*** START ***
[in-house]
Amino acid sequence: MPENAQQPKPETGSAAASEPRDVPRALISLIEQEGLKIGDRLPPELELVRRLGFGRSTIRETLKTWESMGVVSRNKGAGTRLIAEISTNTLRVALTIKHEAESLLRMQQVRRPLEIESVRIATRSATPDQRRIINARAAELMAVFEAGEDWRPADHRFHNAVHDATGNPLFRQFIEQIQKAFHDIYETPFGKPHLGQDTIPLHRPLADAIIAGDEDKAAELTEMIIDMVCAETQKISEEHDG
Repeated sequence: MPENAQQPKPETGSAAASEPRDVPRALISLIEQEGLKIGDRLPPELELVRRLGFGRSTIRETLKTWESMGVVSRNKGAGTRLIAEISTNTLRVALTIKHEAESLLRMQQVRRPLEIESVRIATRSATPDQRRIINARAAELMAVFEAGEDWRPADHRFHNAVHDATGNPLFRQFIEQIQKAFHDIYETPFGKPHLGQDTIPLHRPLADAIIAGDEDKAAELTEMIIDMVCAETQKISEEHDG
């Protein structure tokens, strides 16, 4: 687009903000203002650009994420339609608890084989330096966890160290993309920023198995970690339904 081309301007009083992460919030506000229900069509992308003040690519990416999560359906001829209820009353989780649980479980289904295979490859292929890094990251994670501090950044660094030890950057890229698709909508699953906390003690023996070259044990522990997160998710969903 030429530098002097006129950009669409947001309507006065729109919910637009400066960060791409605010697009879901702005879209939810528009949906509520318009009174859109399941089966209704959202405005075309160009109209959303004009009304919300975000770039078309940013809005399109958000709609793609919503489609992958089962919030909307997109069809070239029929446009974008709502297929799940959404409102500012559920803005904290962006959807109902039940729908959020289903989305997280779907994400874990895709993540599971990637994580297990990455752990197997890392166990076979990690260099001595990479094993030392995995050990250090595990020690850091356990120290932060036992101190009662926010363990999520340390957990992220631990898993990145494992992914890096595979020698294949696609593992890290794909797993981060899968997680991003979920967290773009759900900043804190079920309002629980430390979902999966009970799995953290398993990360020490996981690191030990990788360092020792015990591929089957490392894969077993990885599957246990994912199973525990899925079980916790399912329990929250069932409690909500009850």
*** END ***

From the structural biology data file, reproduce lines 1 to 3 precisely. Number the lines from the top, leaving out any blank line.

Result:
[in-house]
Amino acid sequence: MPENAQQPKPETGSAAASEPRDVPRALISLIEQEGLKIGDRLPPELELVRRLGFGRSTIRETLKTWESMGVVSRNKGAGTRLIAEISTNTLRVALTIKHEAESLLRMQQVRRPLEIESVRIATRSATPDQRRIINARAAELMAVFEAGEDWRPADHRFHNAVHDATGNPLFRQFIEQIQKAFHDIYETPFGKPHLGQDTIPLHRPLADAIIAGDEDKAAELTEMIIDMVCAETQKISEEHDG
Repeated sequence: MPENAQQPKPETGSAAASEPRDVPRALISLIEQEGLKIGDRLPPELELVRRLGFGRSTIRETLKTWESMGVVSRNKGAGTRLIAEISTNTLRVALTIKHEAESLLRMQQVRRPLEIESVRIATRSATPDQRRIINARAAELMAVFEAGEDWRPADHRFHNAVHDATGNPLFRQFIEQIQKAFHDIYETPFGKPHLGQDTIPLHRPLADAIIAGDEDKAAELTEMIIDMVCAETQKISEEHDG